FLiP: Did you consider choosing an MBA instead?
NSW: I considered pursuing an MBA for a while, mostly earlier on when I wasn’t sure what I wanted to do… I thought that an MBA would give me more of an edge – it is perceived as a tougher, more rigorous degree, and I know that many people in the nonprofit world don’t pursue MBAs, so I thought it would help me stand out.
FLiP: Why did you not ultimately choose an MBA?
NSW: I ultimately chose to pursue an MPA instead of an MBA for a silly reason – I am not a strong standardized test taker, and I was afraid of taking the GMAT! More than that however, I wasn’t sure that I wanted the finance-heavy graduate education that comes with an MBA. I knew that I wanted to continue in the nonprofit world – or at least work with it in some capacity. I thought that pursuing an MPA instead of an MBA would allow me to really pick my own courses and wind up with an education that I had designed, rather than one that was chosen for me. I also associate MBA programs with a competitive, cutthroat environment, where everyone is vying for the best summer intern spot – I didn’t really want to be part of that culture.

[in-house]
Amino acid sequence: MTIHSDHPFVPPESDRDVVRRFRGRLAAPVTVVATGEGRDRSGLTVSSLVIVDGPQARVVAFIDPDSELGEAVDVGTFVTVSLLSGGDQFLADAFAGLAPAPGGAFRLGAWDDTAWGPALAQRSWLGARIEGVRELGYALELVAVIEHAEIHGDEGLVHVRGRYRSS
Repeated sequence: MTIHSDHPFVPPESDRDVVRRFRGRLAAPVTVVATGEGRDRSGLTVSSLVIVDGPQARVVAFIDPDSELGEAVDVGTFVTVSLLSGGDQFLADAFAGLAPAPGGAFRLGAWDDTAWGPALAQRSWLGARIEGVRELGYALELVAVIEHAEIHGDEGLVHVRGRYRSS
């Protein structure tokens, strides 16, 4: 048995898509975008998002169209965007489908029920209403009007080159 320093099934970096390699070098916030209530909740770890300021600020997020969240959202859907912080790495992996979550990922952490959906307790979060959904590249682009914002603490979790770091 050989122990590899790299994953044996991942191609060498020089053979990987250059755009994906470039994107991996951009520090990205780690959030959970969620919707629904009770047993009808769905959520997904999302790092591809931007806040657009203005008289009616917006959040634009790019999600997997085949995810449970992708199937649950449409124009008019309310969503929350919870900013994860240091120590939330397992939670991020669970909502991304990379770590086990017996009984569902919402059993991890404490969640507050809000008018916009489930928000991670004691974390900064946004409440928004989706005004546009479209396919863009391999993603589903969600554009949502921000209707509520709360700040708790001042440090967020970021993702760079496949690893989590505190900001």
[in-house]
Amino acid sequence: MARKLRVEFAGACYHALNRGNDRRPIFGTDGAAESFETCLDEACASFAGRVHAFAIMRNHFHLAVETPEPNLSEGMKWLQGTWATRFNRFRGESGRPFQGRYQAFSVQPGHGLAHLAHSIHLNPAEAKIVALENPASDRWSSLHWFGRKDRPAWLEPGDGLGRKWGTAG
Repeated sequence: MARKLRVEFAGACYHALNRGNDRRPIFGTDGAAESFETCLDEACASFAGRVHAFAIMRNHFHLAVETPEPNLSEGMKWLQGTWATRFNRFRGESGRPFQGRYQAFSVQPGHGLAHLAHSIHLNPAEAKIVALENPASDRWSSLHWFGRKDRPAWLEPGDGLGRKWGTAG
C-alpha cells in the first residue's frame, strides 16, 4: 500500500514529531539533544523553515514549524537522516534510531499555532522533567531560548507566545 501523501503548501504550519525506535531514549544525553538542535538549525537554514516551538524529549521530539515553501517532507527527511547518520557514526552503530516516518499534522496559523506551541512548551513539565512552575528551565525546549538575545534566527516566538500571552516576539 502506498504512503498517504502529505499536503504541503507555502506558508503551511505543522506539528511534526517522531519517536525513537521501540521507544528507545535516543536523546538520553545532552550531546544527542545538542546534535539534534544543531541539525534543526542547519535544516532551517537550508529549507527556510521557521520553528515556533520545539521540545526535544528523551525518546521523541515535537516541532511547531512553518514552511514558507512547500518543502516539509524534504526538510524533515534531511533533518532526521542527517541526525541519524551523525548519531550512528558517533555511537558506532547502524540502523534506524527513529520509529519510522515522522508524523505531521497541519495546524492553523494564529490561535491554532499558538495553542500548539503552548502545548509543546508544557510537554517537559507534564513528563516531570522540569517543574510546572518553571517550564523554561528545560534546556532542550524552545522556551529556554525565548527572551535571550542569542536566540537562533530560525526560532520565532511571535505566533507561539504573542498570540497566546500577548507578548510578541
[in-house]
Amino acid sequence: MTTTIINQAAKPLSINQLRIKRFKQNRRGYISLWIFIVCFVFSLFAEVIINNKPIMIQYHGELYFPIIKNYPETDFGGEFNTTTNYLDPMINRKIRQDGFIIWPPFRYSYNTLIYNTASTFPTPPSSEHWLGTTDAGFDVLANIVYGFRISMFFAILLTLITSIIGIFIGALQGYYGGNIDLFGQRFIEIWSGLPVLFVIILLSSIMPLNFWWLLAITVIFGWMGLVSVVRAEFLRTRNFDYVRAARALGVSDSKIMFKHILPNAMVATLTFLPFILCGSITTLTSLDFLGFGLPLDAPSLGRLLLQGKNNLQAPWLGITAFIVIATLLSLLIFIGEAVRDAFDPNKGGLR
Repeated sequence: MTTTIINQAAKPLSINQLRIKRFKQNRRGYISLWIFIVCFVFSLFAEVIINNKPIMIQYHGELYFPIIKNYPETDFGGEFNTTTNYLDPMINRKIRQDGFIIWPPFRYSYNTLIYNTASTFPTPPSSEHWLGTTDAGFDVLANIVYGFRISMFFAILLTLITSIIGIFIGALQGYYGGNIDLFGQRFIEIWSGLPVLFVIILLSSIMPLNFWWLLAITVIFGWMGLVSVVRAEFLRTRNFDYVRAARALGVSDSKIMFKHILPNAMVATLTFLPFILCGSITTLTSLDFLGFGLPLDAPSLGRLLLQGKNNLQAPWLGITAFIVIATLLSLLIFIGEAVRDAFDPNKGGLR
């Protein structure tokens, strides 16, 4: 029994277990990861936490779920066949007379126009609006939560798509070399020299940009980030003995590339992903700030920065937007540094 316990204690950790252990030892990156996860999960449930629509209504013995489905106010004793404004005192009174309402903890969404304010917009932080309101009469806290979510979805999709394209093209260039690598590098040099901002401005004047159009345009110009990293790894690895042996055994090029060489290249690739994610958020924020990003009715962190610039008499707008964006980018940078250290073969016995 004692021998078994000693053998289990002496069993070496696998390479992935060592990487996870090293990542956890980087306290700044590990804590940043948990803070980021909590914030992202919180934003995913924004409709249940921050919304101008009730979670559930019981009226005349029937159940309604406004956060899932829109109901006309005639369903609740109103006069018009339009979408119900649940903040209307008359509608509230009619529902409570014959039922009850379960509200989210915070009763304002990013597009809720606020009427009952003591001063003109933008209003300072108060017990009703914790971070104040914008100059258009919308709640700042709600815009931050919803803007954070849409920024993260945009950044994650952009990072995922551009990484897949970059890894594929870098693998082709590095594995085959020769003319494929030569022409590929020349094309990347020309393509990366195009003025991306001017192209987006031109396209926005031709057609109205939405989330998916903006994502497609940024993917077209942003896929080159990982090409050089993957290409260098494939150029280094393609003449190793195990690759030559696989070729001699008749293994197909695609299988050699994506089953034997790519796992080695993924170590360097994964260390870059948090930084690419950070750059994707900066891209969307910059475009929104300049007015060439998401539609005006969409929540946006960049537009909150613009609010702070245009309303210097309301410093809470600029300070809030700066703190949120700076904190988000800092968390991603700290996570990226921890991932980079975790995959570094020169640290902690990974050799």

FLiP: How do you think your program will help your future career prospects?
NSW: I think that pursing an MPA at Wagner will very much help in my future career prospects – I’ve chosen to specialize in international relations – a combination of finance, policy, and management for international organizations. I’ve currently only had experience working in cultural or social organizations that are based in and focused on America – and I think that my exposure to other organizations, professors, lecturers, etc. through this program at Wagner will open doors for me that I otherwise would have struggled to get through. Additionally, it will give me a great background of understanding when it comes to international politics, American foreign policy, and international finance when it comes to governing an international organization – I have never been a very politically-minded person, but Wagner makes me think about things differently, and that alone opens doors.
FLiP: What standardized test did you have to take for your program, if any?
FLiP: Did you attend part-time or full-time?
NSW: I attend part-time
FLiP: How many schools/programs did you apply to?
NSW: I applied to two programs – Columbia and Wagner